At the beginning of each year, there’s a central question that every association member asks themselves when deciding whether to renew their membership: did my membership produce value?

As any association executive will tell you, the future of an organization rests on the answer to this question being in the affirmative. If an association doesn’t produce real value for members, then they’ll either leave for competing organizations or use free online tools for the networking and educational services they would otherwise get from an association.

So how can an association tell if it’s producing enough value and also identify areas where it could produce more of it? One of the most effective and scalable methods for collecting both qualitative and quantitative feedback is through member surveys. Distributed by email and relatively easy to implement, a survey provides a simple way for you to gauge a member’s satisfaction with a service or provide suggestions for a new one.

“A survey is helpful for organizations because it helps them identify the exact pain points for their members,” said Joel Hinton, the mid-atlantic partner account manager for ClickDimensions, a company that produces survey software that integrates with Microsoft Dynamics CRM.

Hinton has worked directly with hundreds of CRM customers to implement user surveys, and so we asked him to share best practices for how associations can leverage user surveys to improve their member offerings. Here are his top three recommendations:

Start with a clear goal

When a member agrees to fill out a survey, you only have a few minutes of their time, so you need to make the most of it. Establish a clear goal for what you want to accomplish with the survey and make sure every question speaks to that goal. “If you don’t know exactly who you’re actually going after and what kind of feedback you’re trying to get, it’s not really going to get you anywhere,” said Hinton. “So the first tip is to clearly define what your survey is trying to measure and who it’s trying to measure it from.”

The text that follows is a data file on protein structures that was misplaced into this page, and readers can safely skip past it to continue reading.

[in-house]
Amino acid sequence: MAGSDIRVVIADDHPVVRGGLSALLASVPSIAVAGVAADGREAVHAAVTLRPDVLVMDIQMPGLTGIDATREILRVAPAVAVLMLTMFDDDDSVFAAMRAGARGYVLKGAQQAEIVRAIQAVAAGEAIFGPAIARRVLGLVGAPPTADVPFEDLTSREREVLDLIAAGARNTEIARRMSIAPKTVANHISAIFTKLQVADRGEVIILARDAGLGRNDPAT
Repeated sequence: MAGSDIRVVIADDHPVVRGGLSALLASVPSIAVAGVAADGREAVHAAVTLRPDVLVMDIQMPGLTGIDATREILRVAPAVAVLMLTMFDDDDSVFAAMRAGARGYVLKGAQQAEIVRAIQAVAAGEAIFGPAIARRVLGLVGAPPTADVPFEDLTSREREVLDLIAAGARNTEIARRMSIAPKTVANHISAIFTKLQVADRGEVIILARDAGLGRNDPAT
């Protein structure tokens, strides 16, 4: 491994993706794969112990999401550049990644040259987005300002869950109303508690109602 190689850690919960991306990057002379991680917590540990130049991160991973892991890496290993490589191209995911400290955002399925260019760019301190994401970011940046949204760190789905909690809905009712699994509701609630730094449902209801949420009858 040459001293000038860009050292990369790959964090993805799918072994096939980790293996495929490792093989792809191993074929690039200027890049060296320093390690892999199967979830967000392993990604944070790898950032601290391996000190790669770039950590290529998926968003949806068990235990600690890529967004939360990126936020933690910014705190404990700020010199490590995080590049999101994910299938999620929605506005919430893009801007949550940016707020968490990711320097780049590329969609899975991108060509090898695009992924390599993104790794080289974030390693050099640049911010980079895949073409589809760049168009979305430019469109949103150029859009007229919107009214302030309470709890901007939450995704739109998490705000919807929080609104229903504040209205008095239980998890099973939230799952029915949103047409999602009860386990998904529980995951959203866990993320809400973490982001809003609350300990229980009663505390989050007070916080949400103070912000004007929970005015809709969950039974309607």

Surveys don’t need to be reactive

Many organizations and companies send out a survey immediately after a member uses a service in an attempt to gauge their satisfaction with that service. But Hinton argues that associations should begin sending surveys to members much earlier. This includes sending a survey immediately after they become a member. “You should use surveys to solicit onboarding feedback and get a clear idea of what your members actually want to receive from the association — whether they want to receive email and newsletter communication and if they want updates about particular services.”


How the new member answers a survey question can automatically trigger certain actions. For instance, if they express interest in a particular topic it could then register them to an email newsletter about that topic. Or if they rate the onboarding process poorly, it could generate an automatic email to the association’s support staff so they know to personally follow up with the member.

Timing matters

It’s not easy to get a member to take the time out of their busy schedule to fill out a survey, and the timing for when you send it to them can have a drastic effect on whether or not they complete it. For instance, many associations will often send out feedback surveys in the days following a conference. “But what we’ve seen is that the response rate is higher if you send it out during the actual conference or seven to 10 days after.” This is because people are often exhausted and traveling in the wake of a conference, and by the time they’re primed to answer email the survey link has gotten buried.


Associations have never faced more competition for the demographics they’re trying to reach. In order to continue attracting new generations of member recruits, they have to be increasingly sensitive to what potential members want and are willing to pay for. With the stakes higher than ever, leveraging online survey tools to collect feedback has become an essential strategy that every association, no matter how large or small, should take advantage of.

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